Please allow me one more point of emphasis before I share the heart of this month’s article with you. A pitcher of water can fill only so many glasses before it needs refilled itself. If it is never replenished, all the glasses will remain dry. If the pitcher remains at distance from the source it doesn’t matter how much water is available. In the same way, we cannot quench the spiritual thirst and need of our children, our Sunday School students, or ourselves, if we are not present to receive the spiritual water from the Source - Christ. And let me be very clear on this next statement: it is not possible for anyone to come to church right before Holy Communion and be properly prepared to receive the Body and Blood of Christ! Not only does this incorrectly “teach” our children that Church is merely a place for the dispensing of sacraments, but it can cause great spiritual harm to our childrens’ souls, and twice the condemnation to ours for leading them into error.
I truly believe that the reason so many come late to the Divine Liturgy (and think they have a “good excuse” for not being there on time...) is that we don’t really understand what the Divine Liturgy is. We may know what the component parts are – we have petitions, we have readings, we have hymns, we have a sermon, we have Holy Communion... – but we have missed the essence of what worship is all about.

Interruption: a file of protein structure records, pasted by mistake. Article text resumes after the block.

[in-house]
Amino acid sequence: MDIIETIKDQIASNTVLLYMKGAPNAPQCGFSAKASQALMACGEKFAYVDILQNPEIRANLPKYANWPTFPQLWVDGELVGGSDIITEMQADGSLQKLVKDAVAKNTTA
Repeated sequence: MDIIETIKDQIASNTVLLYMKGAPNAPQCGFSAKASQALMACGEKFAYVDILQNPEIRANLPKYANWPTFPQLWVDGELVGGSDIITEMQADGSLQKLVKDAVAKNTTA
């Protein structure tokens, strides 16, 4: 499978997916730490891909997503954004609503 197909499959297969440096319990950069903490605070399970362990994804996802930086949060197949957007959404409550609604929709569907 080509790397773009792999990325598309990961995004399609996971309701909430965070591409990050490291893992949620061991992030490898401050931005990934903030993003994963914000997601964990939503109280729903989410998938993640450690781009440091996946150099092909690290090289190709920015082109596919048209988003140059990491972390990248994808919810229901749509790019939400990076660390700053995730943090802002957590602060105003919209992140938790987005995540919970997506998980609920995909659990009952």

In his book, Essays in Theology and Liturgy: Aspects of Orthodox Worship, Fr. Alkiviadis Calivas, professor emeritus of Liturgical Theology at Holy Cross Greek Orthodox School of Theology, tells us that in the Divine Liturgy, we encounter God in worship. This encounter is not a static action, like reading a biography about someone; it is a personal encounter with God. The following quotation is a bit extensive, and the emphasis in the text is mine, but I believe once you read this, you will have a different opinion about coming to church, and coming on time!